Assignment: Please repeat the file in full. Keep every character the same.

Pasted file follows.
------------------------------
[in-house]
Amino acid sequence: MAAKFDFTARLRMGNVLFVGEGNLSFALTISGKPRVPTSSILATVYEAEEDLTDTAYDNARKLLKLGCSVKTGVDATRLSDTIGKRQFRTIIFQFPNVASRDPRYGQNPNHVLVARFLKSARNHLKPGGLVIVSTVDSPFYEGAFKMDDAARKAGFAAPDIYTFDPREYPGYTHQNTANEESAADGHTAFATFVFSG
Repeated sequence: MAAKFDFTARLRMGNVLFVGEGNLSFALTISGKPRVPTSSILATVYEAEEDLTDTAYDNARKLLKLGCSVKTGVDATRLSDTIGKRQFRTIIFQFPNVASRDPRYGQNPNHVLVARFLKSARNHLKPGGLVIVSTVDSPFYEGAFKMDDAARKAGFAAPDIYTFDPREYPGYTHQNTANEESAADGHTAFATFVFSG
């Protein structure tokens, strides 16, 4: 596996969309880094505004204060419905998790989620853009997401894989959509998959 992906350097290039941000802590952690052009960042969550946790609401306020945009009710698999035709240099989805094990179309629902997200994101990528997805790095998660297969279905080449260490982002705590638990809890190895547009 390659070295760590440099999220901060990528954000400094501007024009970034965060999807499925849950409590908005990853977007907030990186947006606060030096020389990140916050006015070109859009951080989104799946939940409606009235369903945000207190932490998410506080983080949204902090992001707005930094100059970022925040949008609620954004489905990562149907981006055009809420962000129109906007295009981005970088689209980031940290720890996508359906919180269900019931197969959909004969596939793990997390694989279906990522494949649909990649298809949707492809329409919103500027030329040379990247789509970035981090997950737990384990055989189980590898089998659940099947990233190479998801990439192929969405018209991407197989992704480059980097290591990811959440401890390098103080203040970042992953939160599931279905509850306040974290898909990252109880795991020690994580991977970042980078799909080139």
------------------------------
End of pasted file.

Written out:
[in-house]
Amino acid sequence: MAAKFDFTARLRMGNVLFVGEGNLSFALTISGKPRVPTSSILATVYEAEEDLTDTAYDNARKLLKLGCSVKTGVDATRLSDTIGKRQFRTIIFQFPNVASRDPRYGQNPNHVLVARFLKSARNHLKPGGLVIVSTVDSPFYEGAFKMDDAARKAGFAAPDIYTFDPREYPGYTHQNTANEESAADGHTAFATFVFSG
Repeated sequence: MAAKFDFTARLRMGNVLFVGEGNLSFALTISGKPRVPTSSILATVYEAEEDLTDTAYDNARKLLKLGCSVKTGVDATRLSDTIGKRQFRTIIFQFPNVASRDPRYGQNPNHVLVARFLKSARNHLKPGGLVIVSTVDSPFYEGAFKMDDAARKAGFAAPDIYTFDPREYPGYTHQNTANEESAADGHTAFATFVFSG
């Protein structure tokens, strides 16, 4: 596996969309880094505004204060419905998790989620853009997401894989959509998959 992906350097290039941000802590952690052009960042969550946790609401306020945009009710698999035709240099989805094990179309629902997200994101990528997805790095998660297969279905080449260490982002705590638990809890190895547009 390659070295760590440099999220901060990528954000400094501007024009970034965060999807499925849950409590908005990853977007907030990186947006606060030096020389990140916050006015070109859009951080989104799946939940409606009235369903945000207190932490998410506080983080949204902090992001707005930094100059970022925040949008609620954004489905990562149907981006055009809420962000129109906007295009981005970088689209980031940290720890996508359906919180269900019931197969959909004969596939793990997390694989279906990522494949649909990649298809949707492809329409919103500027030329040379990247789509970035981090997950737990384990055989189980590898089998659940099947990233190479998801990439192929969405018209991407197989992704480059980097290591990811959440401890390098103080203040970042992953939160599931279905509850306040974290898909990252109880795991020690994580991977970042980078799909080139």